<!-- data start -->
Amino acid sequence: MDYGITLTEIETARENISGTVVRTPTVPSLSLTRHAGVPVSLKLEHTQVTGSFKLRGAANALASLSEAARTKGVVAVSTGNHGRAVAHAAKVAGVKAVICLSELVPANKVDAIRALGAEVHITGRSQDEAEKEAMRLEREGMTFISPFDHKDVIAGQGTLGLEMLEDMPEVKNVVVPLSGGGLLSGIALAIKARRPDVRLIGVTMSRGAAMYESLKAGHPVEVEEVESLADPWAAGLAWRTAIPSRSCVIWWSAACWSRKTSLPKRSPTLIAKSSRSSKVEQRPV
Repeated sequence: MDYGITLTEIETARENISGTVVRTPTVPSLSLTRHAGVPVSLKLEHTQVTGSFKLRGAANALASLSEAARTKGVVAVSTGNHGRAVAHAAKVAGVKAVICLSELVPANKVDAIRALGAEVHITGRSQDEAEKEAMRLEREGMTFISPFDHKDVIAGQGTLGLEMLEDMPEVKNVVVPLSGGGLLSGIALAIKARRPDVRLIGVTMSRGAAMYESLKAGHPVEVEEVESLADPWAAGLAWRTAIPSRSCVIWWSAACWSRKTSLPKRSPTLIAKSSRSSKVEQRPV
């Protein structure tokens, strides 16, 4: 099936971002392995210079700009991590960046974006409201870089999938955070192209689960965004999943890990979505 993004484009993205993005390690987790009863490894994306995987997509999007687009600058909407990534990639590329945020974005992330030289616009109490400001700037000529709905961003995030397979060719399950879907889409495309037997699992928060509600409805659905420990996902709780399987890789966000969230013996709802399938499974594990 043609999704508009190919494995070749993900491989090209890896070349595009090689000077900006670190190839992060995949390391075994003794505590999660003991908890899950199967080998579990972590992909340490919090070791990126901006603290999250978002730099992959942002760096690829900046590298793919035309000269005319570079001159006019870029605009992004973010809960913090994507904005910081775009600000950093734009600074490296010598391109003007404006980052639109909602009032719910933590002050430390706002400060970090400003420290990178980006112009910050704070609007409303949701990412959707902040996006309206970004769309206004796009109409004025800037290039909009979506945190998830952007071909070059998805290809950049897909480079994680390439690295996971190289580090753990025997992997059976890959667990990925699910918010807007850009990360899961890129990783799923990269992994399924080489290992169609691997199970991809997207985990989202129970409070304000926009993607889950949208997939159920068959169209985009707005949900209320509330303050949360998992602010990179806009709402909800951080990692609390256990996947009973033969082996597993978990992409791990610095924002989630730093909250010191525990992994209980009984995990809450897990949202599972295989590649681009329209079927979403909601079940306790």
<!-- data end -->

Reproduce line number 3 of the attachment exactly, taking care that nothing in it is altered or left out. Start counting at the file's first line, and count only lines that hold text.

């Protein structure tokens, strides 16, 4: 099936971002392995210079700009991590960046974006409201870089999938955070192209689960965004999943890990979505 993004484009993205993005390690987790009863490894994306995987997509999007687009600058909407990534990639590329945020974005992330030289616009109490400001700037000529709905961003995030397979060719399950879907889409495309037997699992928060509600409805659905420990996902709780399987890789966000969230013996709802399938499974594990 043609999704508009190919494995070749993900491989090209890896070349595009090689000077900006670190190839992060995949390391075994003794505590999660003991908890899950199967080998579990972590992909340490919090070791990126901006603290999250978002730099992959942002760096690829900046590298793919035309000269005319570079001159006019870029605009992004973010809960913090994507904005910081775009600000950093734009600074490296010598391109003007404006980052639109909602009032719910933590002050430390706002400060970090400003420290990178980006112009910050704070609007409303949701990412959707902040996006309206970004769309206004796009109409004025800037290039909009979506945190998830952007071909070059998805290809950049897909480079994680390439690295996971190289580090753990025997992997059976890959667990990925699910918010807007850009990360899961890129990783799923990269992994399924080489290992169609691997199970991809997207985990989202129970409070304000926009993607889950949208997939159920068959169209985009707005949900209320509330303050949360998992602010990179806009709402909800951080990692609390256990996947009973033969082996597993978990992409791990610095924002989630730093909250010191525990992994209980009984995990809450897990949202599972295989590649681009329209079927979403909601079940306790």